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Hope to bring medal home

Lesley Barron Kerr doesn't remember the last time she saw the Victoria Cross that her great-grandfather, Colin Barron, received for heroism at the Battle of Passchendaele. But she's hoping to hold it again soon.

It has been 30 years since Kerr's father sold the military medal — the British Empire's highest award for bravery and courage on the battlefield — for $25,000 to help support himself and his only daughter.

"My grandmother may have been alive at the time when she gave it to him," Kerr says. "And then because my father was a single father raising me, he had to sell it to pay the mortgage to pay the house."

Kerr, who runs a large karate-school business in Toronto, still has the citation and box given to her great-grandfather nearly a century ago. Since her father died in 2005, she has been trying to find the medal as well.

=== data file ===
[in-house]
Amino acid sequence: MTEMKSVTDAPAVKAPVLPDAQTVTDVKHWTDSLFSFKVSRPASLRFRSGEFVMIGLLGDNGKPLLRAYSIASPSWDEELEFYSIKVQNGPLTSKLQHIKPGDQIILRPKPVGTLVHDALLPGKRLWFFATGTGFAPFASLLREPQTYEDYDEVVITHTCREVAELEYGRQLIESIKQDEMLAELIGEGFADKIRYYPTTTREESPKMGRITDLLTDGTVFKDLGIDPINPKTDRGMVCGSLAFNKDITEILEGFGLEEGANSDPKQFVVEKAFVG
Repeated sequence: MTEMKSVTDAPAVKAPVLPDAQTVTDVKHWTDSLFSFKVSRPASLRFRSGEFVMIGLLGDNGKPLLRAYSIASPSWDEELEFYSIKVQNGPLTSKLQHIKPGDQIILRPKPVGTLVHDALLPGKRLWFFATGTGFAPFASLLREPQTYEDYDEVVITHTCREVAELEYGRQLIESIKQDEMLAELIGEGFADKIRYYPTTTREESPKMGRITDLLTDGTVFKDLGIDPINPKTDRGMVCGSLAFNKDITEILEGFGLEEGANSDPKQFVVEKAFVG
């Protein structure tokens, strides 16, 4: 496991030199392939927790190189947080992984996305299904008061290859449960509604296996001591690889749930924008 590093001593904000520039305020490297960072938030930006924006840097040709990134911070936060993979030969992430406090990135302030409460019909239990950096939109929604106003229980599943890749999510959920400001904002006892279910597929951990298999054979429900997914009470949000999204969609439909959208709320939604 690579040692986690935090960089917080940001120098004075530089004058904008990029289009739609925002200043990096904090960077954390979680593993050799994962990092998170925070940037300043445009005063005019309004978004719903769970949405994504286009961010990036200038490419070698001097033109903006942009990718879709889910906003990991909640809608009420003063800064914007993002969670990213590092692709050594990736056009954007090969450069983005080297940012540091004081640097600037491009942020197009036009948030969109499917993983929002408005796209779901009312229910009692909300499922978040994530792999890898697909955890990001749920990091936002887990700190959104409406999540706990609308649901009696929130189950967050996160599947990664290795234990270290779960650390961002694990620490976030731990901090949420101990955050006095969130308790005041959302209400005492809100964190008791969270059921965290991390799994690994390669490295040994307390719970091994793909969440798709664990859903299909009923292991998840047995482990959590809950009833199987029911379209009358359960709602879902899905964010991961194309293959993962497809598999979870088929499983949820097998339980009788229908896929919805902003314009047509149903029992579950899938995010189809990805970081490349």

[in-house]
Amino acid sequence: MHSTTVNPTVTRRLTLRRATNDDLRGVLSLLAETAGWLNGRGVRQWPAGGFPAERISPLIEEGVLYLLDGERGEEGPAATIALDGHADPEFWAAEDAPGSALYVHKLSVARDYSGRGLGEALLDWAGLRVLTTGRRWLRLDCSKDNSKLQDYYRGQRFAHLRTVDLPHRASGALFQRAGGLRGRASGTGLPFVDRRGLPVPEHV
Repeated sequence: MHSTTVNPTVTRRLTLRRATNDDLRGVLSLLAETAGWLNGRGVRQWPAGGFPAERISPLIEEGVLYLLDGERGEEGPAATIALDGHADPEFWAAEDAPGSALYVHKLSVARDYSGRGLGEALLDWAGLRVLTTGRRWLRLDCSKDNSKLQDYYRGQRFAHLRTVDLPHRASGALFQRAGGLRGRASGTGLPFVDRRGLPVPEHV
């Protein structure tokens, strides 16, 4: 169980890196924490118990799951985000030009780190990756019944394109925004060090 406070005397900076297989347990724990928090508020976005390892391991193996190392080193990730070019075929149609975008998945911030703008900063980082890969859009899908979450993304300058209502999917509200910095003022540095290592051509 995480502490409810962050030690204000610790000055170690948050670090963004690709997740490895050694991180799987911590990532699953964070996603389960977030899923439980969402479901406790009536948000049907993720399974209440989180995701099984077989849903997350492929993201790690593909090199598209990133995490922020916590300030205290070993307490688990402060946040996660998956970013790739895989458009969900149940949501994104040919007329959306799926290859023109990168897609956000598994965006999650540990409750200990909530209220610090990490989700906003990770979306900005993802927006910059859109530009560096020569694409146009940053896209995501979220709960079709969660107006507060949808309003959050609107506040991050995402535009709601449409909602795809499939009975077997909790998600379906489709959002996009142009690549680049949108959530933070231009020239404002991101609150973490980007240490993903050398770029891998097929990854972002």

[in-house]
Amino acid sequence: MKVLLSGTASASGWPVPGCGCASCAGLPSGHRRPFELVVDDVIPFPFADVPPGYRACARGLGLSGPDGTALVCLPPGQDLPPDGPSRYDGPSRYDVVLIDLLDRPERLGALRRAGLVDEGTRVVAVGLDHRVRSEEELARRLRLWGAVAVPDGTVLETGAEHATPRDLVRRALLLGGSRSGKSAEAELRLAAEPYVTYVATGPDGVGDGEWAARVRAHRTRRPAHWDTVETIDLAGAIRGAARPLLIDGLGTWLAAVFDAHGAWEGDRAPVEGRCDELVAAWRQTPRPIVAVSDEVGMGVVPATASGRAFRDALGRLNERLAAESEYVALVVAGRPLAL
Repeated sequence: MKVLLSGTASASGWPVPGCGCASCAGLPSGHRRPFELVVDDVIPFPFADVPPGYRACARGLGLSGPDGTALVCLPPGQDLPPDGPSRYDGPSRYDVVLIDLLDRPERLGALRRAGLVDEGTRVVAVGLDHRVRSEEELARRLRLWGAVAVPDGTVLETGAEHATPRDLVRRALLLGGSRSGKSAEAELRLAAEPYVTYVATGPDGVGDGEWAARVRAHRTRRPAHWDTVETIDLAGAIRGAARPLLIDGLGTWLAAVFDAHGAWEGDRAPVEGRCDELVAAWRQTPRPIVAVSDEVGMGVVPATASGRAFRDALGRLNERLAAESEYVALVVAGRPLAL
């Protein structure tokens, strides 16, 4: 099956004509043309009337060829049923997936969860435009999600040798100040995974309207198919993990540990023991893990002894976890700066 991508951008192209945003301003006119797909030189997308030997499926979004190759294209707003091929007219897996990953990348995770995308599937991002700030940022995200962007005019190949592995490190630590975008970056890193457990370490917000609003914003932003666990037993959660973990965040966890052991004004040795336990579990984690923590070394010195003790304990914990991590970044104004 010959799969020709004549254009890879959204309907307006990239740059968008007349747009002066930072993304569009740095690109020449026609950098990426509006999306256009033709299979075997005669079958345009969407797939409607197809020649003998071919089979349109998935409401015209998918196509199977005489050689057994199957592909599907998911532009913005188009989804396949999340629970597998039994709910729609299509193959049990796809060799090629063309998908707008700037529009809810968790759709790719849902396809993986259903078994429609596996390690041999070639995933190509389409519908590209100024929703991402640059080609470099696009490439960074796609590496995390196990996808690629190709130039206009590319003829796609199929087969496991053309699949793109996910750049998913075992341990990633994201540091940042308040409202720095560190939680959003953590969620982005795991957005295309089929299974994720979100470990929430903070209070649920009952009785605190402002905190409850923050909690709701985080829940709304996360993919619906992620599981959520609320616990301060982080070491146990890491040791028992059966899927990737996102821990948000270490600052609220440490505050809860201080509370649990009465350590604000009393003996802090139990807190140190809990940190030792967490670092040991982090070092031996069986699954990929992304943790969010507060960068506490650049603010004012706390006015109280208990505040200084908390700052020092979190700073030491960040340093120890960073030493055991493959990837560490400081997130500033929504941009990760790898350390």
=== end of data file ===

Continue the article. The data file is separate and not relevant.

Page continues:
Now it has resurfaced, and Kerr is hoping to bring it back into the family. But it won't be easy.

Barron's Victoria Cross will go up for auction next month — with the bidding expected to start around $250,000.

Barron was one of nine Canadians to receive a Victoria Cross for his actions at Passchendaele, which has gone down in history as one of the bloodiest and most controversial battles of the First World War.

On Nov. 6, 1917, the 24-year-old, who was born in Scotland but moved to Canada in 1910, managed to sneak behind the German lines and take out several machine-guns that had been holding up the Canadian attack.

The citation for Barron's Victoria Cross would later credit his actions with having "produced far-reaching results, and enabled the advance to be continued."

He died at Sunnybrook Hospital in Toronto in 1958.



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